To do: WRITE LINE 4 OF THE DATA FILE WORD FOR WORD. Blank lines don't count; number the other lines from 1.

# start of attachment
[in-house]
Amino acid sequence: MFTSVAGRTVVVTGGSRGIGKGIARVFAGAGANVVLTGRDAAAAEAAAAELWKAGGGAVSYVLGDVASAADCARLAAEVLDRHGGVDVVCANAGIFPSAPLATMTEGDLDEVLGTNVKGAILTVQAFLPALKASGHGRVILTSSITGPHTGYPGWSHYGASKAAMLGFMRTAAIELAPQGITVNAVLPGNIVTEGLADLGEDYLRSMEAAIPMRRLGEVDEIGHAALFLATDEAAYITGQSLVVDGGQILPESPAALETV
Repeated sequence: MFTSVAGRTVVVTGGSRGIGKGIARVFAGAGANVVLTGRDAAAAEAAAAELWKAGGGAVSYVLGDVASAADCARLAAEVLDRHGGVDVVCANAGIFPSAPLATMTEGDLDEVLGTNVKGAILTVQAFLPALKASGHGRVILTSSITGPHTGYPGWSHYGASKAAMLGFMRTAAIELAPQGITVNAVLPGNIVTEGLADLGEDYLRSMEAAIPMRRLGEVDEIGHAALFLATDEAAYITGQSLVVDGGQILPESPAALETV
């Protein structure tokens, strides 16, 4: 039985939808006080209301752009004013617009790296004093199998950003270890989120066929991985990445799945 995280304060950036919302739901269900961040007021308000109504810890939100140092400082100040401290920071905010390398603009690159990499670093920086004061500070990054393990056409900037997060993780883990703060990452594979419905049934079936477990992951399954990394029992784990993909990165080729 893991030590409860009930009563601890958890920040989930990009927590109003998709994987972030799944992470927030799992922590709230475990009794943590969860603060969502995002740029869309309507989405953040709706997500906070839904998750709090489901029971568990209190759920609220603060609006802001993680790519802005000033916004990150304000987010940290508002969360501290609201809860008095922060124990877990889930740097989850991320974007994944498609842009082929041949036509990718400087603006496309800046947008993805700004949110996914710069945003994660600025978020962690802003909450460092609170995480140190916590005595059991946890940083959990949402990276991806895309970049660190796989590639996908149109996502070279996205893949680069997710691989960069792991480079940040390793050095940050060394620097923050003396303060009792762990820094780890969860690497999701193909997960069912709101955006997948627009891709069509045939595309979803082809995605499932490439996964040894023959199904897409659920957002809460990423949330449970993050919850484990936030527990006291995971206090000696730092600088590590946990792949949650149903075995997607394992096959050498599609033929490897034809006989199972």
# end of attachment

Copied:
């Protein structure tokens, strides 16, 4: 039985939808006080209301752009004013617009790296004093199998950003270890989120066929991985990445799945 995280304060950036919302739901269900961040007021308000109504810890939100140092400082100040401290920071905010390398603009690159990499670093920086004061500070990054393990056409900037997060993780883990703060990452594979419905049934079936477990992951399954990394029992784990993909990165080729 893991030590409860009930009563601890958890920040989930990009927590109003998709994987972030799944992470927030799992922590709230475990009794943590969860603060969502995002740029869309309507989405953040709706997500906070839904998750709090489901029971568990209190759920609220603060609006802001993680790519802005000033916004990150304000987010940290508002969360501290609201809860008095922060124990877990889930740097989850991320974007994944498609842009082929041949036509990718400087603006496309800046947008993805700004949110996914710069945003994660600025978020962690802003909450460092609170995480140190916590005595059991946890940083959990949402990276991806895309970049660190796989590639996908149109996502070279996205893949680069997710691989960069792991480079940040390793050095940050060394620097923050003396303060009792762990820094780890969860690497999701193909997960069912709101955006997948627009891709069509045939595309979803082809995605499932490439996964040894023959199904897409659920957002809460990423949330449970993050919850484990936030527990006291995971206090000696730092600088590590946990792949949650149903075995997607394992096959050498599609033929490897034809006989199972």